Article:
Author : Greg Evans
Posted on : The Independent | November 13th, 2017
Around 60,000 people took part in a large scale far-right march in Poland on Saturday.
Many of those in attendance in the capital of Warsaw, carried fascist symbols, banners, flags and red flares.
They were reported to chant nationalist slogans such as «clean blood», «white Poland and «pure Poland.»
The march was organised to coincide with Poland’s 123rd Independence Day, but what should have been a celebration of the country’s history was instead hijacked by the controversial group.
Metro report that speakers at the event emphasised the need to stand against liberals and defend Poland’s Christian values, with a strong anti-Islam theme being prevalent.
Extreme right-wing leaders from across Europe, including Tommy Robinson, were said to be present.
Poland’s interior minister and member of the right-wing populist party Law and Justice, Mariusz Błaszczak praised the gathering.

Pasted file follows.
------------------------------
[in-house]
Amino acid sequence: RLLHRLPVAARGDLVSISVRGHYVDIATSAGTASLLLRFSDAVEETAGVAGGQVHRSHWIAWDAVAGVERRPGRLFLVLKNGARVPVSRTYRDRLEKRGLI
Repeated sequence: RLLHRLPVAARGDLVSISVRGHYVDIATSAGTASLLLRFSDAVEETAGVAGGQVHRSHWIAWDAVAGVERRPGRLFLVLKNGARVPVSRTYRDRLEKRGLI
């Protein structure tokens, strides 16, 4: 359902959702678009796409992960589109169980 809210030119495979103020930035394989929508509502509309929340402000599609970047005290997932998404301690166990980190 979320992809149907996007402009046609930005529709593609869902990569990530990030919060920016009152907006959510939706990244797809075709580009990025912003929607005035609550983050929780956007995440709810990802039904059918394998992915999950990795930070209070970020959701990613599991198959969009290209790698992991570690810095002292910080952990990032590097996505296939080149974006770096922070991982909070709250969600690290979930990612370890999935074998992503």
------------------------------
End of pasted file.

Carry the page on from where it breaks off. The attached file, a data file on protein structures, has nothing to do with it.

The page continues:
“[The event was a] beautiful sight.
We are proud that so many Poles have decided to take
part in a celebration connected to the Independence Day holiday.”
Witnesses who were at the event claim that not everyone was chanting fascist slogans but their presence still attracted a counter protest by 2,000 anti-fascists.
The protest did draw some criticism. British language teacher, Andy Eddles, who has lived in Poland for the past 27 years was appalled at what he saw.
“[I was] shocked that they’re allowed to demonstrate on this day.
It’s 50,000 to 100,000 mostly football hooligans hijacking patriotism.
For me it’s important to support the anti-fascist coalition, and to support fellow democrats who are under pressure in Poland today. “
The official ceremony for the day was held elsewhere in the city and was attended by all living former Polish presidents.
European Union president Donald Tusk was also present and took time to comment on the rise of nationalism in his home country.
The 60-year-old said:
“Independence Day has always been and will continue to be a celebration of all Poles and not just one party.
No politician in Poland has ever had nor will ever have a monopoly on patriotism”.